Jump to content


Heritage Members
  • Posts

  • Joined

  • Last visited

  • Days Won


Everything posted by JohnA

  1. I don't have large or small, but I cross over my KLF-C7 to my subs at 60 Hz. That is sort of like a "small" setting. Sending the center bass to the subs improves the impact of sounds in the center. John
  2. I use my Sony DVP-S3000 as a DVD player and CD transport. I chose it initially for its dual lasers. It is not designed to pass DTS and will only do it if there is nothing but DTS on the disc. So, I've been thinking about a transport and/or a new DVD player. I don't doubt the Theta sounds great. How can I slip that into the house? John
  3. The correct voltage is 2.83. 0.283 is 10 dB lower than 2.83. It looks like your speakers are spot on. Both the EQ and the 3BX can cause clipping in narrow ranges at SPLs that normally wouldn't cause alarm on a meter measuring average outout. I fried 4 sub drivers (at the same time) about the same way and paid a $400+ stupid tax for it. I didn't hear clipping and MAY have overpowered the drivers with my amp. It turns out it was capable ot that. The bulbs are a variable resistor with power, the more power the more resistance they have. They have wire loops on each end making them easy to solder leads on. DJK has found a really neat, unobtrusive sonically, way to save your tweeters. John
  4. I don't have a problem at all with the lack of an LFE channel. All of the Pre/Pros and Receivers I've had contacts with have a sub configuration that will send low bass to a subwoofer. I did not see the article, but if the DVD-A can't essentially equal the performance of vinyl, I'm not interested. I think that means a very high sampling rate to ensure near perfect waveform reproduction (much better than CDs' 16 bit/44.1 kHz). John
  5. Klipsch is very easy to work with directly. Your damaged drivers probably can be reconed for less money. When you talk to Matt or Trey ask about that and ask about exchanging your damaged ones for a pair that are already reconed, like the auto parts store does. John
  6. BobG has said the KLF-C7 turned long axis vertical would make good rear channel speakers. They are obviously M-T-M configuration and should work pretty well. I like mine as a center. They absolutely will require a sub. How far are you from Canberra? John
  7. The brands I listed are all SS. There are a handful of tube designs, but I can't recall the names, now. The Aragon preamp is all Class A. John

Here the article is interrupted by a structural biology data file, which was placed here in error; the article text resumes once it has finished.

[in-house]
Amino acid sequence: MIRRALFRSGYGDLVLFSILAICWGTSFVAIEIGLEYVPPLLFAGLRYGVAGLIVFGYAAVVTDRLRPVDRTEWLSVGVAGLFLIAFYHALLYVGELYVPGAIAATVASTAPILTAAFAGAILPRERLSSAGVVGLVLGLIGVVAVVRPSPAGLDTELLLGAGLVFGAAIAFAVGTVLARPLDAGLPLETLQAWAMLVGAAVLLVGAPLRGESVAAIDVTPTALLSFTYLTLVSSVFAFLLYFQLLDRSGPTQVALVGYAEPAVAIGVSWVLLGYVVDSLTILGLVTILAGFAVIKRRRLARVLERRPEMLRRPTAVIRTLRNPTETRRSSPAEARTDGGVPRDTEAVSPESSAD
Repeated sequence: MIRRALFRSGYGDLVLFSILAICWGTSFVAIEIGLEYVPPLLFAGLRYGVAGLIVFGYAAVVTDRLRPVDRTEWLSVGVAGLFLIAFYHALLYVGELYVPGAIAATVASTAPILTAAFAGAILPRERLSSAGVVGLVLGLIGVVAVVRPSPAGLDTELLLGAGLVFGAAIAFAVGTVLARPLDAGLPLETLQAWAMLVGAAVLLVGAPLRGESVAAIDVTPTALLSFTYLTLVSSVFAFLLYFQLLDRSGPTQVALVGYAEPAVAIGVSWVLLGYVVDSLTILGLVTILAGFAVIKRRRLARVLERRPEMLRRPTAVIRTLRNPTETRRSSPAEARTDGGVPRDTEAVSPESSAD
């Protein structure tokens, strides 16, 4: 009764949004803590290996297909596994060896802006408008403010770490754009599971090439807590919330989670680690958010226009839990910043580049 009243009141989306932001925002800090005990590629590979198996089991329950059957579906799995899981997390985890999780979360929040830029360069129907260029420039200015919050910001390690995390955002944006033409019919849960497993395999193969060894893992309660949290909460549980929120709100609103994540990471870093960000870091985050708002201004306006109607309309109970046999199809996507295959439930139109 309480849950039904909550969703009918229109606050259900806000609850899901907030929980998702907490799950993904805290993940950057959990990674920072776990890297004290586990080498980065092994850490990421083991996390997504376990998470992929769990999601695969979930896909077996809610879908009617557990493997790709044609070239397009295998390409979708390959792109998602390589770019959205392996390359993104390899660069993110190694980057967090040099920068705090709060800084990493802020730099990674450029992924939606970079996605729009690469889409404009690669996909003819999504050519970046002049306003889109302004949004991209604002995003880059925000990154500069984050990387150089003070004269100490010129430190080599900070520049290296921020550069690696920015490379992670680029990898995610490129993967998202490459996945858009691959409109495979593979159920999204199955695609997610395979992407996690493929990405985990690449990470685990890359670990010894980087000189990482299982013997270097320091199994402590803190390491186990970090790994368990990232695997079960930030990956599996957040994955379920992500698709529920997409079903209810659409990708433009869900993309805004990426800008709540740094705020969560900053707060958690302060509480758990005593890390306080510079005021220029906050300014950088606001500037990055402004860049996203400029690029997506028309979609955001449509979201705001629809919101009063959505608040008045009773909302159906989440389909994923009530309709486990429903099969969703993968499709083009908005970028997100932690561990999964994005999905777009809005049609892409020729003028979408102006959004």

8. Your power figures won't be too far off IF you measured the SPL at 1 meter away. If you were 2 meters (10 feet) away, like my speakers are, the speaker is putting out 6 dB more SPL. 6 dB is 4 times the power required. Clipping at any frequency adds huge quantities of harmonics (you have to add lots of highs to make a flat-topped, or clipped, wave). Many of those harmonics are in the tweeter's range, adding lots of power that shouldn't be there. So, a bass note at 125 Hz that's clipped can produce enough highs to kill a tweeter that can only absorb 2 watts continous. The tweeters in my La Scalas have been said to have several different power ratings, but 2 watts continuous comes up frequently. I'll bet yours is the same. "No clipping Aloud" John
  9. My La Scalas benefitted HUGELY from Dynamat on the squawker horn. The horn itself has small resonances within its frequency range that color the sound. Dynamat or rope caulk just about kill all of them and the sound is a lot smoother and more relaxed. My favorite electronics dealer said he hated La Scalas until he heard mine and he had to allow they didn't sound like horns. John
  10. Before you say you can't hear a difference try to pink noise to calibrate the speaker levels. If you still can't hear a diffeence, it doesn't matter. John
  11. There are many good add-on phono preamps from Acurus, Aragon, Parasound, and Creek, to name a few, you could use and keep your current preamp. I use an Aragon 47K, but could be happy with the others as well. The 47K is a great phono preamp and has enough gain for moving coil cartridges. John
  12. Try it in the cabinet. It can't hurt anything. John
  13. The boy can play and sing, huh?! John
  14. Your HCA-1500 operates in Class A up to almost 3 watts and uses MOSFET outputs. I'll bet it sounds really nice! I can't justify trading my 1000A/1203A for an even bigger amp just for MOSFETS. John
  15. The RSW-15 is better than good, it's great. Lots of output. Follow the white rabbit. John